Mid-Season Review: HANNIBAL

You should be watching NBC's stylish new take on Lecter. 

We're seven eps through the 13-episode first season of NBC's Hannibal, and evidently nobody is watching it. It's more than a little frustrating that a show this good can't score ratings to save Bryan Fuller's life, and a second season has yet to be announced. Watch this show, people! It's on tomorrow night at 10/9c, which gives you plenty of time to catch up on the past few episodes. Granted, the pilot, titled "Apéritif," (read my review here) is no longer streaming, and the NBC video player truly sucks, but Hannibal is good enough that you should watch it even under these less than ideal conditions. Got it?

If I'm insistent, it's because Hannibal offers outstanding style and grue, and I want it to survive to a sophomore season. Say nothing of the fact that we don't want Bryan Fuller to stop getting hired to produce television (the showrunner's had ill fortune with his previous series, WonderfallsPushing Daisies and Mockingbird Lane). Hannibal employs an entire slew of writers, directors, art directors and actors who should be rewarded with steady work. David Slade, James Foley, David Fury and Guillermo Navarro have all directed or written episodes, not to mention a cast that boasts Mads Mikkelsen, Hugh Dancy, Laurence Fishburne, Caroline Dhavernas, Eddie Izzard, Gillian Anderson, Ellen Greene and Gina Torres among its ranks. 

But this is all just the on-paper stuff, and plenty of shows work on paper. Hannibal shines brightest when it's on your screen, wowing you with its vibrant visual flourishes and stunningly original gore. Set decorator Jaro Dick has decades of experience transforming empty studio space into a fully realized environment, and he works beautifully with the fastidious whimsy that's become Fuller's signature. Everything is placed just so to create a tableau of optimum power. 

And not for nothing, but this show is just gross. Gloriously, magnificently, miraculously gross. LOOK AT THIS.

The show has its share of scares, too. Hannibal isn't heavy on jump spooks, but instead permeates each episode with a thick feeling of dread. Will's visions hold an awful beauty, their vivid palette only making the butchery more shocking. The credit sequence is also gorgeous, and I love the haunting original score by Brian Reitzell.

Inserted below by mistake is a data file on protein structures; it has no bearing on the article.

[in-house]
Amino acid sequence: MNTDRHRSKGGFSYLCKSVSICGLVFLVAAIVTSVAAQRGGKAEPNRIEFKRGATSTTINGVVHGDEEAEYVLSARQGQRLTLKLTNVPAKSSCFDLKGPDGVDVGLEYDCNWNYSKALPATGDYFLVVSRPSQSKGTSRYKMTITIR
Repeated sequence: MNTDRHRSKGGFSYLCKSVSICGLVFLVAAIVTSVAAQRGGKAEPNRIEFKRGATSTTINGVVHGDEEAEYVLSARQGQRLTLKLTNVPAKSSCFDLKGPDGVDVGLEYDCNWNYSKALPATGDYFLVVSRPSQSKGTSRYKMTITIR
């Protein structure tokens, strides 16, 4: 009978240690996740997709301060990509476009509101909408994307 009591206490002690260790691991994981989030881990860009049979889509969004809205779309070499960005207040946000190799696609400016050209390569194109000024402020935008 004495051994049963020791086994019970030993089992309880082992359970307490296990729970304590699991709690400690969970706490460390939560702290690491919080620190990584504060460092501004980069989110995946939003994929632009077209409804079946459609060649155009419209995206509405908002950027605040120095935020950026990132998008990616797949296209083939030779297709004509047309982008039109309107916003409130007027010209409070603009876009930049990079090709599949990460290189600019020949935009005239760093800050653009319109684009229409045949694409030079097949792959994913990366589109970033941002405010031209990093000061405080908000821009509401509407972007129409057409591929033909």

And it's not only the gore and the decor that are breathtaking - Dr. Lecter is a regular host of perfectly appointed dinner parties, and may I just say, that man knows how to plate some long pig. I would legitimately eat human flesh prepared by Hannibal Lecter.

Now, when I said that Hannibal's strength is not on paper, I mean it quite specifically, as the dialogue is often weak and occasionally outright dumb. Of course, the dialogue is no worse in Hannibal than on any other procedural, and usually much better, but when every other aspect of the show is so superior, its flaws are more noticeable. Flaws like sporadic pacing and an over-reliance on plotting coincidences would be brushed aside on a lesser show, but they're holding back Hannibal from what could be greatness. 

But what should, on paper, read as half-baked character development is elevated by tremendous performances, particularly by Mikkelsen and Dancy. The relationship between Hannibal and Graham is the meat and potatoes (or liver and fava beans) of the show, and on this score, the two leads triumph. 

So no, Hannibal isn't perfect, but it's certainly one of the best new shows on TV right now and absolutely the best new network series. And it's struggling, which I hate to see, so I hope you'll give it a chance, and I hope NBC will show its faith in the series for a second season. 

Here's the preview for tomorrow's episode - it's actually super spoilery and I wish I hadn't watched it, but I give you leave to make that decision yourself:

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